Storytelling: A Journey in Injury PreventionPosted on Mar 10, 2015 in All IPCS News, Core SVIPP Grant, Voices of Injury Prevention
Storytelling: A Journey in Injury Prevention
Within the public health field sit formidable injury issues as well as strategies we utilize to prevent the outcome of death and disability. Storytelling is a powerful method of helping people effectively communicate important issues by describing the impact on their lives.
It’s no secret that our policy makers really care about how injuries impact their constituents; our public health laws are shaped by the faces, names and personal stories of individuals who have suffered injuries. For this reason, on October 28th and 29th, 2014 the Hawaii State Department of Health (DOH), Injury Prevention and Control Section (IPCS), hosted an interactive storytelling workshop. The training, taught by Jay Golden – CEO of Wakingstar Storyworks, consisted of four groups, with four group members, focusing on injury prevention issues that included: Traffic Safety, Fall Prevention, Suicide Prevention and Drowning Prevention. Participants learned how to craft their personal or professional stories to effectively educate policymakers and the public. At the end of the workshop, with great contribution from Olelo, participants received the opportunity to record their injury story on video.
To evaluate the impact of this training, participants completed a pre and post evaluation with five self-reported domains (e.g., rate your ability to understand techniques, sensory details, and suspense). All five questions show statistically significant increases in the proportion of participants who self-reported their ability as “moderately high” or “high”. None of the sixteen participants reported a decrease in their self-reported ability in any of the five storytelling questions.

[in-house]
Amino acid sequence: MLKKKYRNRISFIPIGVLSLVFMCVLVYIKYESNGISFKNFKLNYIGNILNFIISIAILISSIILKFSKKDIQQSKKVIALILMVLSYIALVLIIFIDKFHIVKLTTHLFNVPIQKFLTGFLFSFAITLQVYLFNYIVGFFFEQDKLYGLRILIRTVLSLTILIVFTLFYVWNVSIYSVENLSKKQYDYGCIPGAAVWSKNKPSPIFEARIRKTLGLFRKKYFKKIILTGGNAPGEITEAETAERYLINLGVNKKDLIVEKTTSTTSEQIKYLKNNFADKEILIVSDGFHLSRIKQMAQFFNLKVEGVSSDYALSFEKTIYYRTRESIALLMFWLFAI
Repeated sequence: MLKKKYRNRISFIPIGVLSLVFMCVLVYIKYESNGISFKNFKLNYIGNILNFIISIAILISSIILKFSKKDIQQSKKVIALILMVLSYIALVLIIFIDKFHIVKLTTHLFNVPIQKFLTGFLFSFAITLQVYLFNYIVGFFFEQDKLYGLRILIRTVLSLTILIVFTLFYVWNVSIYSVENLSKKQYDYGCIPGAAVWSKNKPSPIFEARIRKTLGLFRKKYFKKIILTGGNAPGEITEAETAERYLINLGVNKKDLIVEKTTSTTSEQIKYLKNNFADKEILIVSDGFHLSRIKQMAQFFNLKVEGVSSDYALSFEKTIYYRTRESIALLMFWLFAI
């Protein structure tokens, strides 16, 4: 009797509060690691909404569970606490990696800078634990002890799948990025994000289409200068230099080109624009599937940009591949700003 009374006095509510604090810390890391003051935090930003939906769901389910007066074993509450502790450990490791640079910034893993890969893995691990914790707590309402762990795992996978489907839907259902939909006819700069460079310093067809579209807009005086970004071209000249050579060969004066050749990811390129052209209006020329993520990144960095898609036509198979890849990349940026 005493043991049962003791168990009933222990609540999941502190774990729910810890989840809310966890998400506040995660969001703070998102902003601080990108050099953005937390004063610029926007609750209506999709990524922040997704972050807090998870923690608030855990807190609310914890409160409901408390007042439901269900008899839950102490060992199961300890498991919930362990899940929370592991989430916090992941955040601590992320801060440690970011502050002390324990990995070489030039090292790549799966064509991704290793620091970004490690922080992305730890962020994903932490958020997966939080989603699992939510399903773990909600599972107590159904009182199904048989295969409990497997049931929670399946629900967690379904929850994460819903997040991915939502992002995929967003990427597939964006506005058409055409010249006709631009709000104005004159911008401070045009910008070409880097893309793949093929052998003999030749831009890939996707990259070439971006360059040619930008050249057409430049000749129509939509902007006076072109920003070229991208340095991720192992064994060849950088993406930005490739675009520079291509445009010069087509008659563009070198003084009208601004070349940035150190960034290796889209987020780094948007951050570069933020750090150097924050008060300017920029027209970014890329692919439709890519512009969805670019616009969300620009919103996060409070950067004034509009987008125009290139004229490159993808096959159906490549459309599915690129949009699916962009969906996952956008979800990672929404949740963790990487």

The impact of this training doesn’t suggest that storytelling is our only educational option. However, let’s face the fact that our parents didn’t put us to bed at night reading injury data. Knowing what truly resonates with our target audience is difficult and storytelling simply adds depth to our current tool chest of mixed methods. The media does a great job educating and telling these narratives, but injury prevention doesn’t need another face in a suit. This time, we let those stories from those who have directly experienced or treated an injury speak.
Today, with feedback from the Injury Prevention Advisory Committee (IPAC), the IPCS is in the planning phase of elevating injury prevention issues in Hawaii by developing the online story bank “Voices of Injury Prevention”. IPCS’s newly emerging “Voices of Injury Prevention” website platform will provide visitors with a self-paced training guide, detailing storytelling techniques essential to ensuring their recorded injury story is dynamic and memorable.
Nicholas Lee Hines, MPH
Hawaii Core VIPP Grant Coordinator